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Self-Immolations In Tibet: The ‘Neutral Stance’ On A Political Instrument – Analysis


By Bhavna Singh

A series of events necessitates revisiting the Tibetan self-immolations issue – from the resignations of Lodi Gyari and Kelsang Gyaltsen, (the primary envoys for the Dalai Lama in negotiations with the Chinese authorities), the 77th birth anniversary the 14th Dalai Lama, Tenzin Gyatso, his ‘neutral stance’ on the self-immolations issue and the repetitive condemnation of such incidents as ‘splittist’ activities by the Chinese government.

This article explores the rationale for self-immolations and what have been the responses of the Dalai Lama and the Chinese government?

The Tibetan Rationale

Tibet claims
Tibet claims

Repeated calls for ‘meaningful autonomy’ by the Tibetans and demands of religious and personal rights have been constantly disregarded by the Chinese government. Tibetans all over the world, especially from across Europe have been pushing for a “strong” resolution on China’s human rights violations in Tibet at the United Nations Human Rights Council (UNHRC) session in Geneva (held June-July 2012) but to no avail. Self-immolation seems to be the primary responsive strategy of the Tibetans, undertaken as a strategic effort directed towards political goals; in this case, the return of the Dalai Lama to his birth place and not simply as the product of irrational individuals or expression of fanatical hatred (towards the state). The aim is to compel the Chinese government to change its policy decisions on Tibet and acknowledge the desperation amongst Tibetans.

Despite the lack of alternative political means for the Tibetans, self-immolation does not seem to be evoking a positive response from a hardnosed Chinese state. The testimonies of the special envoys, who were compelled by the deteriorating situation inside Tibet to resign substantiate the fact that the China’s United Front (CUF) did not respond positively either to the Memorandum on Genuine Autonomy for the Tibetan People presented in 2008 or its note in 2010. In fact, there was an indication towards abrogation of the minority status itself to remove the basis for autonomy. Such rejoinders by the Chinese government have forced the Tibetans into desperation and subsequently in the renewal of their long-suppressed demands.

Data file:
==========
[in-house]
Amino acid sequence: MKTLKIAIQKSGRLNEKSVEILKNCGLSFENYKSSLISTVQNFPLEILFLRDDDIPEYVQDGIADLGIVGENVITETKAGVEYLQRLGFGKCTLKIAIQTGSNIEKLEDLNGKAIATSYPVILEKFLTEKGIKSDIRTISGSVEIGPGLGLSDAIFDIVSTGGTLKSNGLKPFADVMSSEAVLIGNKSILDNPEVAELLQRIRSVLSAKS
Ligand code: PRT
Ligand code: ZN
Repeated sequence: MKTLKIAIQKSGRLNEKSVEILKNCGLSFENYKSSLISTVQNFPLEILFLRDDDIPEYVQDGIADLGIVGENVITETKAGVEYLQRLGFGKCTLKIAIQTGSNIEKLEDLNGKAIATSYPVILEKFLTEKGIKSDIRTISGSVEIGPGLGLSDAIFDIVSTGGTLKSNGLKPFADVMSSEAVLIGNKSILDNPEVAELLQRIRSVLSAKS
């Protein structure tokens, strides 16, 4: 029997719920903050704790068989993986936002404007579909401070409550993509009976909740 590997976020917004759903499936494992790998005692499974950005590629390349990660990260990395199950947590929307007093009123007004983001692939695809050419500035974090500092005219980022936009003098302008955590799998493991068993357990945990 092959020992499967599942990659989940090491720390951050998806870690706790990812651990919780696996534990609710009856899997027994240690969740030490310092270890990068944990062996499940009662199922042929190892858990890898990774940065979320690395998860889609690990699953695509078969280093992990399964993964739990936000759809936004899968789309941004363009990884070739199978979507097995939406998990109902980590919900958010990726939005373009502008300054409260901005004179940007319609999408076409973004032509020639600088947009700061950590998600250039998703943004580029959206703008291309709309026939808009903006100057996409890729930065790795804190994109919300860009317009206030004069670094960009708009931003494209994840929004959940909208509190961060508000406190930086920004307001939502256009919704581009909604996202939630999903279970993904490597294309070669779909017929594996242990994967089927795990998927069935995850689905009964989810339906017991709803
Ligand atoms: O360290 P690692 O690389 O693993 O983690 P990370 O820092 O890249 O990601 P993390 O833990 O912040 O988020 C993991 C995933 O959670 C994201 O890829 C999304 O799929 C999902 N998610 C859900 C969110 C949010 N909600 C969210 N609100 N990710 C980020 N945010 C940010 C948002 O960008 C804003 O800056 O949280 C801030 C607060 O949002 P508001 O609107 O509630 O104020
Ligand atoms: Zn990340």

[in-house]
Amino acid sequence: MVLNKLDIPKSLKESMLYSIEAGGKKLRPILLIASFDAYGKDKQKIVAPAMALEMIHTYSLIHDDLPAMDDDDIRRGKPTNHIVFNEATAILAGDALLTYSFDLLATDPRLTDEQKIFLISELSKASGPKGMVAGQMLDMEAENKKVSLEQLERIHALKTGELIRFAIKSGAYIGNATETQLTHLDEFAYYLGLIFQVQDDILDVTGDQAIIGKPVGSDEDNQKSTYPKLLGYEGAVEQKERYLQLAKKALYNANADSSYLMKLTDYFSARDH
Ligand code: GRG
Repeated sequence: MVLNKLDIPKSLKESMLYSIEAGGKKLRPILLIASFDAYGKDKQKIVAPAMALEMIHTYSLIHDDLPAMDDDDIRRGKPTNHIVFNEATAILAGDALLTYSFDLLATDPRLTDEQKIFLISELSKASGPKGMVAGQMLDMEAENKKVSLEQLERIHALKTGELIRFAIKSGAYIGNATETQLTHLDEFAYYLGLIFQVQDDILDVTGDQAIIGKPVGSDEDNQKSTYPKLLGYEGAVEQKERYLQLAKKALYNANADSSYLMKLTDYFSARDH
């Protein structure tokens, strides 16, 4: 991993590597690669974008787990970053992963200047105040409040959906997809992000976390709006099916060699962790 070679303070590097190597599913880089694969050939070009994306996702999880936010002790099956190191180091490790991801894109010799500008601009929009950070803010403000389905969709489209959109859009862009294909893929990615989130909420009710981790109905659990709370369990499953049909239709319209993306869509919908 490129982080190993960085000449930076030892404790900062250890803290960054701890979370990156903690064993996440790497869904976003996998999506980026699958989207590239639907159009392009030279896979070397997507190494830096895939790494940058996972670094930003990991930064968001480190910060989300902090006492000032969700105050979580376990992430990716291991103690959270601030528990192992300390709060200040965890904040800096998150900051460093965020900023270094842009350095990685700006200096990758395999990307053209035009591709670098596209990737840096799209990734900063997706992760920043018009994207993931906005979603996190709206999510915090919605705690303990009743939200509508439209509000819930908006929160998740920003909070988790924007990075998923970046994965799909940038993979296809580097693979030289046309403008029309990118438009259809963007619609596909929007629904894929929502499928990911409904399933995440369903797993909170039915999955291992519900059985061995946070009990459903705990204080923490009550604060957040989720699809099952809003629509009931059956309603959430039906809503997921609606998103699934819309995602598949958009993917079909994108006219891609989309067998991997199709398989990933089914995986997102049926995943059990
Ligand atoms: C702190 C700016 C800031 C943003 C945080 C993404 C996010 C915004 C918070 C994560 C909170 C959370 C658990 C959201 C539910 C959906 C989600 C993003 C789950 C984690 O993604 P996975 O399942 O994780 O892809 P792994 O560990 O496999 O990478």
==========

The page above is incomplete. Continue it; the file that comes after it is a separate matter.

Why is the Dalai Lama Silent on Suicides?: Deconstructing his Neutral Stance

Recent statements by the Dalai Lama reflect the conundrum he faces being the spiritual leader of the Tibetans. He had voiced strong faith in the people and their political maturity during the elections to the Tibetan Government–in exile (TGIE) last year; however, the current events indicate the peripheral nature of that political transition. In a recent interview, he was quoted as saying “now, the reality is that if I say something positive, then the Chinese immediately blame me… If I say something negative, then the family members of those people feel very sad and thus the best thing is to remain neutral” (The Hindu). Even if he chooses to stay neutral the Chinese government is likely to interpret his gestures according to their own convenience, rather by staying mum, he is leaving it to the individual interpretation of the Tibetan monks to construe their own ‘altruistic gestures.’ Thus, at a time when the need for direction is an absolute imperative for these Tibetans, his reluctance to take a stand reeks of leadership subversion.